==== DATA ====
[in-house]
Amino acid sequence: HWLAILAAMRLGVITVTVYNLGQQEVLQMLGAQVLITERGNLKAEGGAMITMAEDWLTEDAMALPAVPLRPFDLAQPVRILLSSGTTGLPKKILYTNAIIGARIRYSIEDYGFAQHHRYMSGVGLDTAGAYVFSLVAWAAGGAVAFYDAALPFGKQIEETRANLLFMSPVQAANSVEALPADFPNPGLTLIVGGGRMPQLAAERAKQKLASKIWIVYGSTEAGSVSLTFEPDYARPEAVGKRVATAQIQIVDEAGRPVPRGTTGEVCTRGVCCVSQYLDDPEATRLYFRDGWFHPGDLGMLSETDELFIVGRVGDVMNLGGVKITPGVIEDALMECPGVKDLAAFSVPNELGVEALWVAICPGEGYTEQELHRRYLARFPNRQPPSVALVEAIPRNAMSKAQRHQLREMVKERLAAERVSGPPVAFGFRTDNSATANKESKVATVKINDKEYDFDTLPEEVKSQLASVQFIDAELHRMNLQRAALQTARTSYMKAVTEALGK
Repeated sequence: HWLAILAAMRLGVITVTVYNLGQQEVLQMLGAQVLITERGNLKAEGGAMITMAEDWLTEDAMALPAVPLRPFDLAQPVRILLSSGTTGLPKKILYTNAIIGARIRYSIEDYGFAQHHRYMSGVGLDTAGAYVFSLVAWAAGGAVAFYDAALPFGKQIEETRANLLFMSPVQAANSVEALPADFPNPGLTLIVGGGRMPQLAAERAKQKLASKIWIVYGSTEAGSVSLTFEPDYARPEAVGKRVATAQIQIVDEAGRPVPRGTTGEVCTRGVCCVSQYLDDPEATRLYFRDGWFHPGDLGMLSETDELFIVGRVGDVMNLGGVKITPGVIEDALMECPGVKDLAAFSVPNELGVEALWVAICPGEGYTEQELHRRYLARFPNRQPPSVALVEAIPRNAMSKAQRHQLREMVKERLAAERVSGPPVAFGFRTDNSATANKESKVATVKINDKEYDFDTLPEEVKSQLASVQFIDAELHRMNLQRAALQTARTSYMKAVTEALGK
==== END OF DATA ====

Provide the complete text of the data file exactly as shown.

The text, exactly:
[in-house]
Amino acid sequence: HWLAILAAMRLGVITVTVYNLGQQEVLQMLGAQVLITERGNLKAEGGAMITMAEDWLTEDAMALPAVPLRPFDLAQPVRILLSSGTTGLPKKILYTNAIIGARIRYSIEDYGFAQHHRYMSGVGLDTAGAYVFSLVAWAAGGAVAFYDAALPFGKQIEETRANLLFMSPVQAANSVEALPADFPNPGLTLIVGGGRMPQLAAERAKQKLASKIWIVYGSTEAGSVSLTFEPDYARPEAVGKRVATAQIQIVDEAGRPVPRGTTGEVCTRGVCCVSQYLDDPEATRLYFRDGWFHPGDLGMLSETDELFIVGRVGDVMNLGGVKITPGVIEDALMECPGVKDLAAFSVPNELGVEALWVAICPGEGYTEQELHRRYLARFPNRQPPSVALVEAIPRNAMSKAQRHQLREMVKERLAAERVSGPPVAFGFRTDNSATANKESKVATVKINDKEYDFDTLPEEVKSQLASVQFIDAELHRMNLQRAALQTARTSYMKAVTEALGK
Repeated sequence: HWLAILAAMRLGVITVTVYNLGQQEVLQMLGAQVLITERGNLKAEGGAMITMAEDWLTEDAMALPAVPLRPFDLAQPVRILLSSGTTGLPKKILYTNAIIGARIRYSIEDYGFAQHHRYMSGVGLDTAGAYVFSLVAWAAGGAVAFYDAALPFGKQIEETRANLLFMSPVQAANSVEALPADFPNPGLTLIVGGGRMPQLAAERAKQKLASKIWIVYGSTEAGSVSLTFEPDYARPEAVGKRVATAQIQIVDEAGRPVPRGTTGEVCTRGVCCVSQYLDDPEATRLYFRDGWFHPGDLGMLSETDELFIVGRVGDVMNLGGVKITPGVIEDALMECPGVKDLAAFSVPNELGVEALWVAICPGEGYTEQELHRRYLARFPNRQPPSVALVEAIPRNAMSKAQRHQLREMVKERLAAERVSGPPVAFGFRTDNSATANKESKVATVKINDKEYDFDTLPEEVKSQLASVQFIDAELHRMNLQRAALQTARTSYMKAVTEALGK